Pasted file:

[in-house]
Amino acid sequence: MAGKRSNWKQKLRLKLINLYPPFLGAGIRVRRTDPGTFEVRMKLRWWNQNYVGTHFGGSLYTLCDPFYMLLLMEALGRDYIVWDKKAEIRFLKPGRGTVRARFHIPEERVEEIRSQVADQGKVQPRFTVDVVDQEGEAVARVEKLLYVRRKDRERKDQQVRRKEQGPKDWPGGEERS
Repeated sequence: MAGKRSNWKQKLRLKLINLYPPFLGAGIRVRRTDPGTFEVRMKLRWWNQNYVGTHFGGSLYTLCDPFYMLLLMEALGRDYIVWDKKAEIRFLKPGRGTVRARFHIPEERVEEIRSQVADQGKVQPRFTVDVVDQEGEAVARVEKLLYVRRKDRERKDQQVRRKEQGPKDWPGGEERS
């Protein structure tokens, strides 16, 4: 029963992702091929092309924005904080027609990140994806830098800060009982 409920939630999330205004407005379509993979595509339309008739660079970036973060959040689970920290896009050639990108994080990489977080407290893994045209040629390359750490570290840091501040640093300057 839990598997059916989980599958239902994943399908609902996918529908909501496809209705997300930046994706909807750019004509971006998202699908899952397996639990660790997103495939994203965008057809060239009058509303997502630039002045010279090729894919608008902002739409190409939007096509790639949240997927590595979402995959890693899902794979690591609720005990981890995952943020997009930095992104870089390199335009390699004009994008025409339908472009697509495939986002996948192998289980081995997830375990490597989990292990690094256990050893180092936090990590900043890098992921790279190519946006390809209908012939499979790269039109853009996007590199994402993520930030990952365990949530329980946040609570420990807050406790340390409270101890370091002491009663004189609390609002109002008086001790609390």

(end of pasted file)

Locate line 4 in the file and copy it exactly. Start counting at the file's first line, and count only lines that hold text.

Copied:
């Protein structure tokens, strides 16, 4: 029963992702091929092309924005904080027609990140994806830098800060009982 409920939630999330205004407005379509993979595509339309008739660079970036973060959040689970920290896009050639990108994080990489977080407290893994045209040629390359750490570290840091501040640093300057 839990598997059916989980599958239902994943399908609902996918529908909501496809209705997300930046994706909807750019004509971006998202699908899952397996639990660790997103495939994203965008057809060239009058509303997502630039002045010279090729894919608008902002739409190409939007096509790639949240997927590595979402995959890693899902794979690591609720005990981890995952943020997009930095992104870089390199335009390699004009994008025409339908472009697509495939986002996948192998289980081995997830375990490597989990292990690094256990050893180092936090990590900043890098992921790279190519946006390809209908012939499979790269039109853009996007590199994402993520930030990952365990949530329980946040609570420990807050406790340390409270101890370091002491009663004189609390609002109002008086001790609390």